However, according to the Australian Bureau of Statistics debt is on the increase, mostly due to inflation. The issue is that people’s household debt exceeded their growth of income and assets. In fact, debt increased by 49% and gross income by only 38% in 2016.
Consequently, with that number, the question is if a homeowner should pay their mortgage off sooner or not. But the answer to that question will be determined by their own personal circumstances. To guide you in your decision, there are some benefits and drawbacks to consider.
The benefits of paying your home loan off early
Besides saving up for a deposit, you should be aware of the cost of your home loan and the interest that will be added to your repayments. To help you gauge how much your monthly repayment will be, use one of the many online home loan calculators, or speak to your broker. If you can afford it, you can accelerate the down payment of your mortgage faster by using different strategies like paying fortnightly instead of monthly, making lump sum payments, or by paying more each month. All these strategies will help you to speed up the home loan repayment and save you thousands in interest.
Paying off your home loan faster are particularly useful for people who are nearing retirement and if you want to minimise your risk of defaulting, especially if you are self-employed. And if looking at the data from Digital Finance Analytics then the number of Australian households under stress is not that great, with around 52,000 households that are at risk of defaulting in 2018. Therefore, by paying off your home loan faster offers you a safe haven in difficult economic times.
The drawbacks of paying your home loan off early
If you have other forms of debt, especially bad debts, then it might be better to pay off those first than your home loan. Simply since home loan debt is normally cheaper than credit cards or personal loans. And by doing that, you will be saving much more interest than by sinking your money into your mortgage first.
But you should also be aware that you might be subject to an ‘exit fee’, also called an ‘early termination fee, which is a payment penalty some lenders charge their clients if they pay out the loan early. Even after the governmental ban on exit fees, some lenders might charge an early discharge, between $150 to $400. This early discharge fee, then needs to be paid before you can get hold of your title deeds. Either way, the amount that might be charged will depend on the type of loan you have.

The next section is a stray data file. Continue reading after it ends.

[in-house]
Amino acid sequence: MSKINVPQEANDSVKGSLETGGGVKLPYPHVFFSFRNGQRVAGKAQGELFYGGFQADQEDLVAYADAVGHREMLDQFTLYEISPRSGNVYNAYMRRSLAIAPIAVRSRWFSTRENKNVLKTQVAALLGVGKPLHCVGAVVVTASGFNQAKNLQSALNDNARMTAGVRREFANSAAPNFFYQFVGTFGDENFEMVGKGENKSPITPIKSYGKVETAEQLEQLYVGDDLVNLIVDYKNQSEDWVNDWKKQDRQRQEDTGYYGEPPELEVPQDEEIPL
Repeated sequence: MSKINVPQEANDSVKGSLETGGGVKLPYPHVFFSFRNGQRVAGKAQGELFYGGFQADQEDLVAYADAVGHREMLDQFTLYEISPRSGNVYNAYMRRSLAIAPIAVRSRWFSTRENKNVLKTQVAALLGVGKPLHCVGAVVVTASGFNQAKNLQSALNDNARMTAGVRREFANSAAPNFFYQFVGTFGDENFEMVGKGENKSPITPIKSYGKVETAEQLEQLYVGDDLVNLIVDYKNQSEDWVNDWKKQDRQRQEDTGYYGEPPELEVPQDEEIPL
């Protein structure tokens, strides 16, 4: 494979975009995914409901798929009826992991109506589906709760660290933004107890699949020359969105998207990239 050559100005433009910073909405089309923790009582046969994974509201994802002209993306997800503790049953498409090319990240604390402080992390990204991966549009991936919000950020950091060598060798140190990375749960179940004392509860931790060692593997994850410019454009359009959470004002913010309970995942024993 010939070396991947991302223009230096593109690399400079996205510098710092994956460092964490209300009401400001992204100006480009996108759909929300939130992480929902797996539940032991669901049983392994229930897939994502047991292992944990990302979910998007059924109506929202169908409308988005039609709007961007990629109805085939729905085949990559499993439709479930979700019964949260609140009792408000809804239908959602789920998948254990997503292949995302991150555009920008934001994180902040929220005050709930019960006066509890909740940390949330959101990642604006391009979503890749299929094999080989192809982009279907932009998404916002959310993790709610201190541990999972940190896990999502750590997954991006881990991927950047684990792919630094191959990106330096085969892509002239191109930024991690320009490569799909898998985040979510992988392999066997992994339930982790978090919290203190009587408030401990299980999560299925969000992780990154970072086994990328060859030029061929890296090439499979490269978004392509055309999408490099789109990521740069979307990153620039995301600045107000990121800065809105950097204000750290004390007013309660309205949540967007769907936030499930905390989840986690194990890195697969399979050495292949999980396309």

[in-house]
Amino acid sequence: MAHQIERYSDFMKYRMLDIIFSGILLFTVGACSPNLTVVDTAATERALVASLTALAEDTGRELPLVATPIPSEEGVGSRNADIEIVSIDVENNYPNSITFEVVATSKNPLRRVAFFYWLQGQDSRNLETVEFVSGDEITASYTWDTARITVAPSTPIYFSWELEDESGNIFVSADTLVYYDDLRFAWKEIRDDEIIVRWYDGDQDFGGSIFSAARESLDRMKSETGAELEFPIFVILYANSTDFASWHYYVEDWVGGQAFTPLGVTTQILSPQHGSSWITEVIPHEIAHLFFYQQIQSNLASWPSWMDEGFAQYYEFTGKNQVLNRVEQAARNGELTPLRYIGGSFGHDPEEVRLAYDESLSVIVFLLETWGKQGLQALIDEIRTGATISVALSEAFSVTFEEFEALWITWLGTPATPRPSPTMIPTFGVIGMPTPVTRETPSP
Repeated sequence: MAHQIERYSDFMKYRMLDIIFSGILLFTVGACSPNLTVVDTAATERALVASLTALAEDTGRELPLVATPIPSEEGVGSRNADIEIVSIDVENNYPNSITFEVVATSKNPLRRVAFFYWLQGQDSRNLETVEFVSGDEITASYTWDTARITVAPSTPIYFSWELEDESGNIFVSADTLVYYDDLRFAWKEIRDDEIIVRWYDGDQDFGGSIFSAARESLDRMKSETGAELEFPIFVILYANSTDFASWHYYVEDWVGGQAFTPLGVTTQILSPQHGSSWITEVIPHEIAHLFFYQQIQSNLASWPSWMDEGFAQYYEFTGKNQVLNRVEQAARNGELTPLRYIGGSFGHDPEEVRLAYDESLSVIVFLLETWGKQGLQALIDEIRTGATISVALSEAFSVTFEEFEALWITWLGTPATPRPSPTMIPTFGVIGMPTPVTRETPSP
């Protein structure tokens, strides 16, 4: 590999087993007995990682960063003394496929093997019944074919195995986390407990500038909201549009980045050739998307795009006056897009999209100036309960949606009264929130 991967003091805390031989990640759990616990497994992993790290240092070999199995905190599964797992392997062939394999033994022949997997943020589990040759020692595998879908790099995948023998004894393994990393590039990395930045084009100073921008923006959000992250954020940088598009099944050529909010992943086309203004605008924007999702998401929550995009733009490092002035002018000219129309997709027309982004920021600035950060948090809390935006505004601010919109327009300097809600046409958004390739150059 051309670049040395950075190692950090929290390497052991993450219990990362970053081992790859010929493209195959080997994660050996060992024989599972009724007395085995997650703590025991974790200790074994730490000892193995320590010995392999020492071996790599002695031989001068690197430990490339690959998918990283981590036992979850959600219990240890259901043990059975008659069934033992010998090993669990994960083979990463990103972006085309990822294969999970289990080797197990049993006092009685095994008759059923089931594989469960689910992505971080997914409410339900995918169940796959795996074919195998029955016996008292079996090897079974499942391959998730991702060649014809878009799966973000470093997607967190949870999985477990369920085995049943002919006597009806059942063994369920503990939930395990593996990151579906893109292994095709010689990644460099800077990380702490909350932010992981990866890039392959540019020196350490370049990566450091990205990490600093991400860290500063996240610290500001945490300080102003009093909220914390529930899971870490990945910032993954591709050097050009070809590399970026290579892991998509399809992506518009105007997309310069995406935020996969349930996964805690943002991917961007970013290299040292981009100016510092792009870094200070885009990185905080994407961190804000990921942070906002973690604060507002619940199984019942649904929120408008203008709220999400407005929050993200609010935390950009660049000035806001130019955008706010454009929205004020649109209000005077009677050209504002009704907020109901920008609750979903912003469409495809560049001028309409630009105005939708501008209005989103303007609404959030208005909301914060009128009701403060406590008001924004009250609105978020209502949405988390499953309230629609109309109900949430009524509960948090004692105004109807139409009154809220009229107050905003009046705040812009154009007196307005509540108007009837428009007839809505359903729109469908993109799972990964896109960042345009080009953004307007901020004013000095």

In addition, paying off your home loan early might not be the best investment you can make. For instance, you could use the extra money you have and invest it in something that offers a better protecting against inflation. This choice will depend on your goals, but by diversifying your savings and investing your money into other forms of investments, including a second property could be rather rewarding. But remember, the key is to pay off your bad debts first, then you can invest in good debts such as shares and property. Furthermore, by applying the principle of gearing, you can create wealth by borrowing, as the income of the investment pays off the debt.
And recall, by keeping your home loan that is on a low-interest, it means that you could refinance your mortgage and then have access to extra funds to make renovations or even service some bad debt.
There is no standard answer – it all depends on you
Paying off your home loan early will be centred on your own circumstances. It is best to consult with your financial advisor, and do a proper audit of your financial circumstances.
True that you might be saving on interest if you pay your home loan off early, but it can also be argued that you could have invested in shares or another property. But again, this all depends on your own circumstances.